Using a combination of genomics, enzymology and crystallography, we show that the mucin-degrader R. gnavus ATCC 29149 strain produces an intramolecular trans-sialidase (IT-sialidase) that cleaves off terminal α2-3-linked sialic acid from glycoproteins, releasing 2,7-anhydro-Neu5Ac instead of sialic acid. Evidence of IT-sialidases in human metagenomes indicates that this enzyme occurs in healthy subjects but is more prevalent in IBD metagenomes. Our results uncover a previously unrecognized enzymatic activity in the gut microbiota, which may contribute to the adaptation of intestinal bacteria to the mucosal environment in health and disease.
Alexander Tyakht's insight:
not all Ruminococci are nice - R. gnavus is mucus degrader enriched in IBD - here one of its arms is exposed - IT -sialidase
the mechanism responsible for rhythmicity has not been fully clarified. Here we report that both the host circadian system and host gender influence the rhythmicity of the total load and taxonomic abundances in the fecal microbiota, and that regulation by the host clock is dominant. Disruption of the host circadian clock by deletion of Bmal1 altered the fecal microbial composition in a gender-dependent fashion. Our analyses suggest the need to consider circadian factors and host gender in the design of microbiome studies, and highlight the importance of analyzing absolute abundance in understanding the microbiota.
This review article summarizes data published in the past 30 years that have demonstrated the signaling derived from the gut-liver axis in relation to liver injury and regeneration. Despite many correlative findings, the intricate networks of pathways involved along with a scarcity of mechanistic data urgently require nutrigenomic, metabolomics, and microbiota profiling approaches to provide a deep understanding of the interplay between nutrition, bacteria, and host response.
. Identification of specific effector genes and small molecules improves our understanding of how bacteria might interact with human cells and contribute to both health and disease. The small molecules we isolated, N-acyl-3-hydroxyglycines, resemble endogenously produced N-acyl-amide signaling molecules and were found to activate the human G-protein–coupled receptor (GPCR) GPR132/G2A. G2A has potentially important implications for autoimmune disease and atherosclerosis.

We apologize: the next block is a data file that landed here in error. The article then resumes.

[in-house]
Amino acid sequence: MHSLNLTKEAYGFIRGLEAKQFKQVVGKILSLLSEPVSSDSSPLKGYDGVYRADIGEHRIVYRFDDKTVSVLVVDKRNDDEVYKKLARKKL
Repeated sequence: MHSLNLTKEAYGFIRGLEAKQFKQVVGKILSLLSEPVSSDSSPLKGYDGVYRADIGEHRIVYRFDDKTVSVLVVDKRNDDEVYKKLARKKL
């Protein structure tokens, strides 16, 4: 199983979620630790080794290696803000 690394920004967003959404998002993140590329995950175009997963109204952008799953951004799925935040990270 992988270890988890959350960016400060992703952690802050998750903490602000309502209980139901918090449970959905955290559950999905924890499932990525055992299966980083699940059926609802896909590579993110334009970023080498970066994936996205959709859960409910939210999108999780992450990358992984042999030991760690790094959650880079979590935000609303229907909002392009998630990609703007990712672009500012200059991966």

How does maternal stress during pregnancy affect postpartum development? How and when do we acquire our gastrointestinal (GI) microbiota? Does psychological stress affect our microbiota? Can changes in maternal microbiota be vertically transmitted to offspring and can those changes influence brain development? These are questions that Jasarevic et al raise and begin to answer (1).
The humble dust collecting in the average American household harbors a teeming menagerie of bacteria and fungi, and as researchers from the University of Colorado Boulder and North Carolina State University have discovered, it may be able to predict not only the geographic region of a given home, but the gender ratio of the occupants and the presence of a pet as well.
Application of our approaches to human gut-associated metatranscriptomic datasets allowed us to survey antisense transcription for a large number of bacterial species associated with human beings. The ratio of protein coding genes with antisense transcription ranges from zero to 35.8% (median = 10.0%) among 47 species. Our results show that antisense transcription is dynamic, varying between human individuals. Functional enrichment analysis revealed a preference of certain gene functions for antisense transcription, and transposase genes are among the most prominent ones (but we also observed antisense transcription in bacterial house-keeping genes).
Genetics provides a potentially powerful approach to dissect host-gut microbiota interactions. Toward this end, we profiled gut microbiota using 16s rRNA gene sequencing in a panel of 110 diverse inbred strains of mice. This panel has previously been studied for a wide range of metabolic traits and can be used for high resolution association mapping. Using a SNP-based approach with a linear mixed model we estimated the heritability of microbiota composition.
Alexander Tyakht's insight:
In mice - host genetics correlates with microbiome